Having written our low-level API documentation, we are now going to turn to the first thing a new user reads: your tutorial!
The tutorial is short to keep this tutorial from going too long, but it does try to both serve the real purpose of a tutorial, which is to show users how to get started with your library, and it also should help you practice reStructuredText.
Remember to add your tutorial document’s filename
to the table of contents in your
attributes are simply
displayed in a typewriter font,
should be followed by a pair of parenthesis to make them look right.
Your task is to make the tutorial’s text look as pretty as it does in the printed copy here in this handout. Here are some bonus goals if you finish early:
Do you know whether the sample program really works? Add a deliberate mistake to it and try running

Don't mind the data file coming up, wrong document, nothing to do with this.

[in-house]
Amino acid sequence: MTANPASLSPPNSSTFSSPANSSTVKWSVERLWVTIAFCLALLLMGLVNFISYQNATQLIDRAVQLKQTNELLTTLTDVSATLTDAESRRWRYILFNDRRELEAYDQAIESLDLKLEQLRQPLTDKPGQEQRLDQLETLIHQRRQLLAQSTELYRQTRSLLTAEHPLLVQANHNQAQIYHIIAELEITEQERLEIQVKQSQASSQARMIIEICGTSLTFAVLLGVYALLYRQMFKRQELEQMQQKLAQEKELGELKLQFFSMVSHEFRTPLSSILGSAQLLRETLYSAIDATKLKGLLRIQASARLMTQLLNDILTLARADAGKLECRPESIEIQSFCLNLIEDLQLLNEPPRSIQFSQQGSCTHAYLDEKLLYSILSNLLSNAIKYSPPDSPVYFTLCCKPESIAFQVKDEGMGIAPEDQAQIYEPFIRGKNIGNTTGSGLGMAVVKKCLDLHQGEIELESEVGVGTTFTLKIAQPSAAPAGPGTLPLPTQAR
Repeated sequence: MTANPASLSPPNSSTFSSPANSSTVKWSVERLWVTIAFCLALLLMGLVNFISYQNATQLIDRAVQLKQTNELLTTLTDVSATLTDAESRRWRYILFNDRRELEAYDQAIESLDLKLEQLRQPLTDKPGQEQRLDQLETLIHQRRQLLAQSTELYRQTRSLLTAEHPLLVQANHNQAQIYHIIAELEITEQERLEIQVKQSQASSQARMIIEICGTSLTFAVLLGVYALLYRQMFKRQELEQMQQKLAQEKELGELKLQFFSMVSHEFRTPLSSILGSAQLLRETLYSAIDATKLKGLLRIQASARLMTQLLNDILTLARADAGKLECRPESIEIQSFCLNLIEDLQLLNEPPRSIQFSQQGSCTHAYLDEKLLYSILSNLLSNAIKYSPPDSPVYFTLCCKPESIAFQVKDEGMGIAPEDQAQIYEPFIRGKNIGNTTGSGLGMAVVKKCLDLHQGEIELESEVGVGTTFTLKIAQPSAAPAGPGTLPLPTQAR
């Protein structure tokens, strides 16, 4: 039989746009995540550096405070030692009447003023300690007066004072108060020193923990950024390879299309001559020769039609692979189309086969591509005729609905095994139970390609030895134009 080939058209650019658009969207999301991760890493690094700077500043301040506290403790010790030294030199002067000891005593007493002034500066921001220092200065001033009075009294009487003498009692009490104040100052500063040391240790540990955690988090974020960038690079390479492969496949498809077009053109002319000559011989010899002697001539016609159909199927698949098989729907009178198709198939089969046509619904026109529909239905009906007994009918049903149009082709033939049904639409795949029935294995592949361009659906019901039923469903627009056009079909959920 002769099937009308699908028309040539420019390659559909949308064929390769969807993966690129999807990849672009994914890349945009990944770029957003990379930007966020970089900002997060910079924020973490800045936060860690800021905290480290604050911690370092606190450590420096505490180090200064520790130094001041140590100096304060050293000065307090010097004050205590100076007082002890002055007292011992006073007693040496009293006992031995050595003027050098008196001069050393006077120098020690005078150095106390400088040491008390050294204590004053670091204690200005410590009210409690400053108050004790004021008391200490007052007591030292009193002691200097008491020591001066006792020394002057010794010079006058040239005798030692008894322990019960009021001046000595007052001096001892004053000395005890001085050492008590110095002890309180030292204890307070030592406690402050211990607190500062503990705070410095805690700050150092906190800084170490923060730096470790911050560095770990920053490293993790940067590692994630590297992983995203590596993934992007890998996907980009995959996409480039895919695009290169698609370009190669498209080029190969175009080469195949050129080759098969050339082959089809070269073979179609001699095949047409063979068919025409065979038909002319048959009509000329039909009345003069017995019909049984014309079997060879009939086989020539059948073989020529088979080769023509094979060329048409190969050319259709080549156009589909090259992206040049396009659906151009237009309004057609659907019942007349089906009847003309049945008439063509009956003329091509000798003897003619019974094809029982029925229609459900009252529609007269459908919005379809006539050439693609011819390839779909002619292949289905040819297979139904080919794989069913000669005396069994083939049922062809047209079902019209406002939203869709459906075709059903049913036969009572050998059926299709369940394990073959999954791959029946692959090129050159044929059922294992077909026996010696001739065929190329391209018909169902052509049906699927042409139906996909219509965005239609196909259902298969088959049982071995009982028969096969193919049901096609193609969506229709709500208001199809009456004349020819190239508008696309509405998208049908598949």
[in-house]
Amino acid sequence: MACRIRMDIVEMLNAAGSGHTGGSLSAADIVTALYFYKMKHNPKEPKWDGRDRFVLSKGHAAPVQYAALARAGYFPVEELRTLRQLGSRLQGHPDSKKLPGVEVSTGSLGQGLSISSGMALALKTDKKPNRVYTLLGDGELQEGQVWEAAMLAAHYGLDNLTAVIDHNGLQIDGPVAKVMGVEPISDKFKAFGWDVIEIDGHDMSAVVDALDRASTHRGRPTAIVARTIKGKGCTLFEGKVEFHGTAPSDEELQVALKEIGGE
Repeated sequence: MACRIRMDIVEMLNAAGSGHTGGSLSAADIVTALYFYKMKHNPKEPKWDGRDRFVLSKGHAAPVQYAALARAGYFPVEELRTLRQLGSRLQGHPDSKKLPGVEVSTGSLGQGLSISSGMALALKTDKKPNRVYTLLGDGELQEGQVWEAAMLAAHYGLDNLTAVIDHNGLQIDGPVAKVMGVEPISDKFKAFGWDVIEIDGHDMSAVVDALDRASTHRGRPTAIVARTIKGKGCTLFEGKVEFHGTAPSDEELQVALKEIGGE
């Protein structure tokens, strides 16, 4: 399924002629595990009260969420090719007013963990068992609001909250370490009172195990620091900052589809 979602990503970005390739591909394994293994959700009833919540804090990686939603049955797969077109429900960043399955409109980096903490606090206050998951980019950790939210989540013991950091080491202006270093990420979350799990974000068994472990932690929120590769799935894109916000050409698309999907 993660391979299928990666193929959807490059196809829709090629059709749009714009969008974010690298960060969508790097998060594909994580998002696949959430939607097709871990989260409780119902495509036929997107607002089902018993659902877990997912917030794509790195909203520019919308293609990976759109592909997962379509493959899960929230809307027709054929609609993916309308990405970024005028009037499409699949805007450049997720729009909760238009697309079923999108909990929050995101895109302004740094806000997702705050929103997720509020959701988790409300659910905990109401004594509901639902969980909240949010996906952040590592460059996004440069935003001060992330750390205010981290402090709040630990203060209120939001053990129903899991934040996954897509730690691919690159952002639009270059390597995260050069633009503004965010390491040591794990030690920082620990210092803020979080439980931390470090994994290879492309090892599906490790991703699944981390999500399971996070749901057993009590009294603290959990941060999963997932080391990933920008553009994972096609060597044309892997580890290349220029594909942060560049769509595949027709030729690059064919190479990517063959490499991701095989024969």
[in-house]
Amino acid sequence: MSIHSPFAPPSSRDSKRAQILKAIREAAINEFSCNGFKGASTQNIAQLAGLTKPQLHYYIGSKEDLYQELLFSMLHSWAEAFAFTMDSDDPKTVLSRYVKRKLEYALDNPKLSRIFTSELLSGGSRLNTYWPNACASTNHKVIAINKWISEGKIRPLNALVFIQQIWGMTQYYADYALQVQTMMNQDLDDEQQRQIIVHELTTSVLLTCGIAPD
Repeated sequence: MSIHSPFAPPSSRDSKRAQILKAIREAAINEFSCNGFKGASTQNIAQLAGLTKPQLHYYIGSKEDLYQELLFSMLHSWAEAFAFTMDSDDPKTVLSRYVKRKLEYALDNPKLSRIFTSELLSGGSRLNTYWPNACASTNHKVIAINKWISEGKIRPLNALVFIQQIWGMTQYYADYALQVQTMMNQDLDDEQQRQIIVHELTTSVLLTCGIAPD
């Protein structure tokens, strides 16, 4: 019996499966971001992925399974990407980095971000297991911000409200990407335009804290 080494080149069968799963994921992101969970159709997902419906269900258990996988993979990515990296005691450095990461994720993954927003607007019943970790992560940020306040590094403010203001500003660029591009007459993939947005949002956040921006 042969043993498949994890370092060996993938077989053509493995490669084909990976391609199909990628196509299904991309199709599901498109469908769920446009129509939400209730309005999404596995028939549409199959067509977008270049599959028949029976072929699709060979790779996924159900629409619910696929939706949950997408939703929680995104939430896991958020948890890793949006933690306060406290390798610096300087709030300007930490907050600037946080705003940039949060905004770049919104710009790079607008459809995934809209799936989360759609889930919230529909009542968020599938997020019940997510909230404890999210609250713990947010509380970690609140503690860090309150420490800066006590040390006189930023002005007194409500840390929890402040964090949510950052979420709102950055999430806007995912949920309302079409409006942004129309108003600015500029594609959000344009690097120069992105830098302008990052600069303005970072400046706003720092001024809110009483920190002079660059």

doctestto see if you really get presented with an error. If no error appears, then consult the previous Sphinx Quick Reference chapter and try to figure out how to mark up the code and output so that they get tested.
Whenever a module, class, or function is mentioned in the text, you should mark it to create a cross-reference into the API document you have already written. Try out the following two styles of cross-reference and see what difference they make in your formatted output:
the :class:`trianglelib.shape.Triangle` class the :class:`~trianglelib.shape.Triangle` class
If you managed to get the quote from Euclid to appear at the top of your tutorial, how might you make it appear in the index under the entry “Euclid”?
In the sentence “Read The trianglelib guide to learn more”, we want the phrase “The trianglelib guide” to become an actual hyperlink to the guide itself. Create a nearly empty
guide.rstdocument that consists of just an underlined title for right now, add it to your table of contents, and see whether you can make the cross reference a clickable link.